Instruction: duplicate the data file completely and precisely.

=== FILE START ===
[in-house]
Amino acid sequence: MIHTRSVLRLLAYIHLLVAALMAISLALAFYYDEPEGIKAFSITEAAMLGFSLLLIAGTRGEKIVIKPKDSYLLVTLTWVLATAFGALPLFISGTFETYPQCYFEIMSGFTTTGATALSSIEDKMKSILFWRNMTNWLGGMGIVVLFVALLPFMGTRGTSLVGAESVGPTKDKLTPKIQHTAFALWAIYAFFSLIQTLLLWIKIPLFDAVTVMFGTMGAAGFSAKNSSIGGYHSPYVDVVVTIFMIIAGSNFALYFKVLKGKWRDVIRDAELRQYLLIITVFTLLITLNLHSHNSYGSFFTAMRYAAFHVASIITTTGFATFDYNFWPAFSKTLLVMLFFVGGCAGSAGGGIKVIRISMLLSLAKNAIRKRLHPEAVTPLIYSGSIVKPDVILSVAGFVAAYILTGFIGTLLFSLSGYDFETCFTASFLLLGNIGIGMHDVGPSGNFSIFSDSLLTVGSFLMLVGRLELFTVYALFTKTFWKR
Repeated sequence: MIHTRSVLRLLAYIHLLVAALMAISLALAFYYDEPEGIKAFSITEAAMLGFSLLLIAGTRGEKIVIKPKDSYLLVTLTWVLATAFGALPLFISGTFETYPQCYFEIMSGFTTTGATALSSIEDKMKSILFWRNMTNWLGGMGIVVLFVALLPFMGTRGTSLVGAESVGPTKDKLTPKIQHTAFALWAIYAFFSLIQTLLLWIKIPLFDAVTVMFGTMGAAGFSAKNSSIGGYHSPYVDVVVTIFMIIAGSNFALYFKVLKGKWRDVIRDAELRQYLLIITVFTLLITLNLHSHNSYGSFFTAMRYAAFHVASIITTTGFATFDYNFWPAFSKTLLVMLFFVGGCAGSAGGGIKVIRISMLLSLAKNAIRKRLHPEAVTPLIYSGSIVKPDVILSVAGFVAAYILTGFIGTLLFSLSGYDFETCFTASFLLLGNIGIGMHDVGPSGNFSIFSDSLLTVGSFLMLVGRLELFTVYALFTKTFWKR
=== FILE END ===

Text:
[in-house]
Amino acid sequence: MIHTRSVLRLLAYIHLLVAALMAISLALAFYYDEPEGIKAFSITEAAMLGFSLLLIAGTRGEKIVIKPKDSYLLVTLTWVLATAFGALPLFISGTFETYPQCYFEIMSGFTTTGATALSSIEDKMKSILFWRNMTNWLGGMGIVVLFVALLPFMGTRGTSLVGAESVGPTKDKLTPKIQHTAFALWAIYAFFSLIQTLLLWIKIPLFDAVTVMFGTMGAAGFSAKNSSIGGYHSPYVDVVVTIFMIIAGSNFALYFKVLKGKWRDVIRDAELRQYLLIITVFTLLITLNLHSHNSYGSFFTAMRYAAFHVASIITTTGFATFDYNFWPAFSKTLLVMLFFVGGCAGSAGGGIKVIRISMLLSLAKNAIRKRLHPEAVTPLIYSGSIVKPDVILSVAGFVAAYILTGFIGTLLFSLSGYDFETCFTASFLLLGNIGIGMHDVGPSGNFSIFSDSLLTVGSFLMLVGRLELFTVYALFTKTFWKR
Repeated sequence: MIHTRSVLRLLAYIHLLVAALMAISLALAFYYDEPEGIKAFSITEAAMLGFSLLLIAGTRGEKIVIKPKDSYLLVTLTWVLATAFGALPLFISGTFETYPQCYFEIMSGFTTTGATALSSIEDKMKSILFWRNMTNWLGGMGIVVLFVALLPFMGTRGTSLVGAESVGPTKDKLTPKIQHTAFALWAIYAFFSLIQTLLLWIKIPLFDAVTVMFGTMGAAGFSAKNSSIGGYHSPYVDVVVTIFMIIAGSNFALYFKVLKGKWRDVIRDAELRQYLLIITVFTLLITLNLHSHNSYGSFFTAMRYAAFHVASIITTTGFATFDYNFWPAFSKTLLVMLFFVGGCAGSAGGGIKVIRISMLLSLAKNAIRKRLHPEAVTPLIYSGSIVKPDVILSVAGFVAAYILTGFIGTLLFSLSGYDFETCFTASFLLLGNIGIGMHDVGPSGNFSIFSDSLLTVGSFLMLVGRLELFTVYALFTKTFWKR